Ban notes challenges faced by UN states

BanUNITED NATIONS, Jan. 14 (Xinhua) — UN Secretary-General Ban Ki-Moon on Thursday shared a rare piece of good news with the UN General Assembly as he briefed them on his plans for “a very demanding” 2016.

Liberia joined Sierra Leone and Guinea as the third and final Ebola-affected country to become free of transmission Thursday, said Ban.

The World Health Organization (WHO) declared earlier in the day the end of the most recent flare-up of Ebola virus disease in Liberia, saying all known chains of transmission have been stopped in West Africa.

Ban, however, had little time for complacency. He quickly moved on to the many challenges facing the world body’s 193 member states, from the refugee crisis, violent extremism, climate change to nuclear non-proliferation.

On the refugee crisis, he urged the gathering of UN member states, not to forget the world’s 60 million refugees and displaced people, the majority of whom are hosted in developing countries.

“Arrivals in Europe were less than two percent of the world’s 60 million refugees and displaced people,” he said. “Four out of five refugees are hosted in developing countries.”

Refugees were not only Syrians, he added, but also Afghans, Somalis, Congolese, the Rohingya of Myanmar, and Eritreans among others who are seeking safety.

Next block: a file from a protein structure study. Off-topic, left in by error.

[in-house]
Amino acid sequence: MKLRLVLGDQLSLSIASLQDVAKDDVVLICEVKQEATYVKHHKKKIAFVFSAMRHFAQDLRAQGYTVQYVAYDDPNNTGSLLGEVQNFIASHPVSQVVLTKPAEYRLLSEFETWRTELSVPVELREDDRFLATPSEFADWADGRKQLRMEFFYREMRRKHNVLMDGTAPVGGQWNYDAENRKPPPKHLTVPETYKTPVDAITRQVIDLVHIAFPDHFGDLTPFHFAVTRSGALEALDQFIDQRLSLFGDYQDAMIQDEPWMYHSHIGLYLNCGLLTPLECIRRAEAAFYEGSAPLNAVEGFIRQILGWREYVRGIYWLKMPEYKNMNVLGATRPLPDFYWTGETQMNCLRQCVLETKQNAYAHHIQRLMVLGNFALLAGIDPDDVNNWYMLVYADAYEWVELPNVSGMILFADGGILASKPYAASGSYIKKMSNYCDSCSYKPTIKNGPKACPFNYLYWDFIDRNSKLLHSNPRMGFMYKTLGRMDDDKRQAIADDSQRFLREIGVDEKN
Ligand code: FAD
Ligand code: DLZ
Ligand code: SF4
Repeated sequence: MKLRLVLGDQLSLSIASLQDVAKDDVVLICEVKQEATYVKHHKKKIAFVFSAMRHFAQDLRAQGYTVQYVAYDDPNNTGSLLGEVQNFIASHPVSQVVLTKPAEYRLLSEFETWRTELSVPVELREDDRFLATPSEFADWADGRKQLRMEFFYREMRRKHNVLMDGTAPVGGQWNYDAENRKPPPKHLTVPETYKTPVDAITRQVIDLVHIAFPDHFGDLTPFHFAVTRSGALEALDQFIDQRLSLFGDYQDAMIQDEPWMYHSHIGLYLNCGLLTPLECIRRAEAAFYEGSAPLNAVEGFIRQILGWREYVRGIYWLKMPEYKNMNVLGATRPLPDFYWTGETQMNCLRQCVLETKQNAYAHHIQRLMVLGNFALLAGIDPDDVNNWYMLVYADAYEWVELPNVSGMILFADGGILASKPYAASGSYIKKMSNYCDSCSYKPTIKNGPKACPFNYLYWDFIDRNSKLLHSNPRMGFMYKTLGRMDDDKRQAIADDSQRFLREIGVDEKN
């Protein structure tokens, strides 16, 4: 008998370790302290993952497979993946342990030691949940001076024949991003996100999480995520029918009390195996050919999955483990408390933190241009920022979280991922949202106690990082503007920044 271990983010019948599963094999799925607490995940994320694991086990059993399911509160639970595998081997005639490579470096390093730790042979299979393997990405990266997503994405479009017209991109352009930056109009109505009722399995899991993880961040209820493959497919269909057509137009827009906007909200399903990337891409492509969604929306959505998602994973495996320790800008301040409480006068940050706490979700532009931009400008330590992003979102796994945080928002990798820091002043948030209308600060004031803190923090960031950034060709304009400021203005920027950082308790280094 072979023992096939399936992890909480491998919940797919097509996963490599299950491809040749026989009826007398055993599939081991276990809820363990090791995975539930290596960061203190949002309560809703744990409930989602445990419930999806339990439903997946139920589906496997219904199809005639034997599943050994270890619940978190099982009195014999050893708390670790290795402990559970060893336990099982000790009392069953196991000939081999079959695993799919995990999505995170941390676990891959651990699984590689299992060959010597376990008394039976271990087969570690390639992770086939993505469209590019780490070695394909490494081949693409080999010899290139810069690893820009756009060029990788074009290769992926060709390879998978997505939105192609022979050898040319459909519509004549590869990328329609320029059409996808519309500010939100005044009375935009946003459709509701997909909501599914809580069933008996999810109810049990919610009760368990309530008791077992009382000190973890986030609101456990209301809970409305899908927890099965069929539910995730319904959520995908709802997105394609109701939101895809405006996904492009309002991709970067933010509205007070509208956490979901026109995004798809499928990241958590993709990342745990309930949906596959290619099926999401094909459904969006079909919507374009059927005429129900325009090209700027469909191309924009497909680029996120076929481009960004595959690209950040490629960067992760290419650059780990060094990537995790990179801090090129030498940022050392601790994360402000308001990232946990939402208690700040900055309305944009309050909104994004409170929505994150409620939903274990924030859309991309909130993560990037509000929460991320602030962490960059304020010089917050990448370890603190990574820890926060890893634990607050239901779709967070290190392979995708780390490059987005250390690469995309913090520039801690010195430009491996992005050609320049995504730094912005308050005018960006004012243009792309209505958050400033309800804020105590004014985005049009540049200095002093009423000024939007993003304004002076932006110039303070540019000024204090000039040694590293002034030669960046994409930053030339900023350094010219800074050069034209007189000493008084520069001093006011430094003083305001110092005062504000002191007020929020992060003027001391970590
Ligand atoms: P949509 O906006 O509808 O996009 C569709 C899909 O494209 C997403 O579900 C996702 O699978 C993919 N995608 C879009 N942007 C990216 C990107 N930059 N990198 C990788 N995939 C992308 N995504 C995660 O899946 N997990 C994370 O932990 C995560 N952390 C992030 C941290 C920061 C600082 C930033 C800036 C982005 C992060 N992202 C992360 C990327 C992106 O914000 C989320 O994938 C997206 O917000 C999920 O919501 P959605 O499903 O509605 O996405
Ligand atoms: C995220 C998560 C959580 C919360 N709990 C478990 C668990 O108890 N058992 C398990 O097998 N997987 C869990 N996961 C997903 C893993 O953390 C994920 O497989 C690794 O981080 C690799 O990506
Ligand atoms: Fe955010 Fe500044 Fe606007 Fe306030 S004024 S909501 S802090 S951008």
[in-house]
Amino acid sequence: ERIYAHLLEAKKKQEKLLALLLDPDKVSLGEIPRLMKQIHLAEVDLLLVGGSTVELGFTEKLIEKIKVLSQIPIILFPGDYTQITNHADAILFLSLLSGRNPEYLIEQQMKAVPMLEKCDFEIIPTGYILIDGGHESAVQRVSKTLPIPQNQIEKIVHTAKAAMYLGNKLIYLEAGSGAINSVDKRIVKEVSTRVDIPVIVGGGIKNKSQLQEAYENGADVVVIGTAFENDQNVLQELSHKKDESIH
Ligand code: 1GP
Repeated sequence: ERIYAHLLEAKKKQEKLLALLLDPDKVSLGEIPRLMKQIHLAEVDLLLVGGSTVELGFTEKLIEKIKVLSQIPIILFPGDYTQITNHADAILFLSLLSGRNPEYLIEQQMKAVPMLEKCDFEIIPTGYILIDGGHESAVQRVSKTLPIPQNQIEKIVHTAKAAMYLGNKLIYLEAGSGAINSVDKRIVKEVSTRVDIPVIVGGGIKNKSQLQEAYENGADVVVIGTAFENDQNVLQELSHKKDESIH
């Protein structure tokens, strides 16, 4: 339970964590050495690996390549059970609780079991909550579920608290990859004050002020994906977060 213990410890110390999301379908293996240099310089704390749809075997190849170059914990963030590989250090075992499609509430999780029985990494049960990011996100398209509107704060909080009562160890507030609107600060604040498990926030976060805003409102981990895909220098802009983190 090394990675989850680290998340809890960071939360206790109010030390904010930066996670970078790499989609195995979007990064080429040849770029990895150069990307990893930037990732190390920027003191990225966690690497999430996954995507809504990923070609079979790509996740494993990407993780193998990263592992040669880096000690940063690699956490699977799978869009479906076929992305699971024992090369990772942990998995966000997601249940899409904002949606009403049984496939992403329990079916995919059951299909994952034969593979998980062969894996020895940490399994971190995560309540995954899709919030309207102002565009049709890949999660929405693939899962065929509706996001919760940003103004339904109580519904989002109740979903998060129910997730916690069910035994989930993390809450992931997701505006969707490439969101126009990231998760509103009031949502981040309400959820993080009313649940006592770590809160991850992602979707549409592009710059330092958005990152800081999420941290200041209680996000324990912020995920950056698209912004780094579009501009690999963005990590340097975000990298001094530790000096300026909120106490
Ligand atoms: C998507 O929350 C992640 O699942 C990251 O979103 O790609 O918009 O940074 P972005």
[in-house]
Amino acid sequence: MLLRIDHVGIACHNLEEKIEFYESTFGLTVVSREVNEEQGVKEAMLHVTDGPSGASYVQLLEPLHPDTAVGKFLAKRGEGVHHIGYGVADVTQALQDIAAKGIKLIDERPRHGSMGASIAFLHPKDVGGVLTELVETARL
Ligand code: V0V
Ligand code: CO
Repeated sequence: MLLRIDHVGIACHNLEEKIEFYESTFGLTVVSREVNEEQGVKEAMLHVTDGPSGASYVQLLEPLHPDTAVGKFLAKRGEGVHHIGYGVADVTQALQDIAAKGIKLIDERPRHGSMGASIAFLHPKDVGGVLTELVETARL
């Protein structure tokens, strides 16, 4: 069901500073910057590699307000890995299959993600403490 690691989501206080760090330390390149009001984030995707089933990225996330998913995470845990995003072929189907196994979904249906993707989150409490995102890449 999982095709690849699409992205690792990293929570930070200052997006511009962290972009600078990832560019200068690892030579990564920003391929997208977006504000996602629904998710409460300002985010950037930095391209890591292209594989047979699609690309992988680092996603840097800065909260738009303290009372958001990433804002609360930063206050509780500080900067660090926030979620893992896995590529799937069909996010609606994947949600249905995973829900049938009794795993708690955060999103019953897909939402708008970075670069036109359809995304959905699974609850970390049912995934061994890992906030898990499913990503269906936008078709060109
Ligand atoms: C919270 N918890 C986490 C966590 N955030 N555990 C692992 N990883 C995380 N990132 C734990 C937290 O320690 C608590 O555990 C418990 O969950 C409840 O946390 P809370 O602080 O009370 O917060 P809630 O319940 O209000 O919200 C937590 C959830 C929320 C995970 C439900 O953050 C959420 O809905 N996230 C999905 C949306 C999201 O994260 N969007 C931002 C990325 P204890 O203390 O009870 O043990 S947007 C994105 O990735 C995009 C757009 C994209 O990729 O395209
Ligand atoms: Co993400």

On crisis in Syria, Ban strongly condemned the denial of food to Syrian towns under siege as a war crime.

He said that the problem goes beyond the town of Madaya — where some men, women and children are in danger of dying from starvation — with a total of 400,000 Syrians in similar conditions of isolation.

Ban later told journalists that cluster munitions attacks in Yemen in recent weeks may also constitute a war crime. He also expressed his deep concern about the highly unstable and unpredictable situation in Burundi.

On the issue of violent extremism, Ban warned against counter-productive approaches which may provide fuel for the extremists’ recruitment.

“Our challenge is to defeat Da-esh (Islamic State, or IS), Boko Haram, al-Shabaab, Al Qaeda and other such groups — without defeating ourselves through counter-productive approaches that fuel the extremism we are trying to extinguish,” he said.

Ban also highlighted the UN’s plans to address the growing global humanitarian crisis and raise much needed funds in 2016, including the next Syria pledging conference which will take place in London in February, and the UN’s World Humanitarian Summit which will take place in Istanbul of Turkey in May.

One of Ban’s biggest priorities for 2016 will be getting off to a fast start implementing the 2030 Agenda for Sustainable Development and the Paris Agreement on Climate Change. These were the UN’s two towering achievements of 2015, Ban told reporters after his General Assembly speech.

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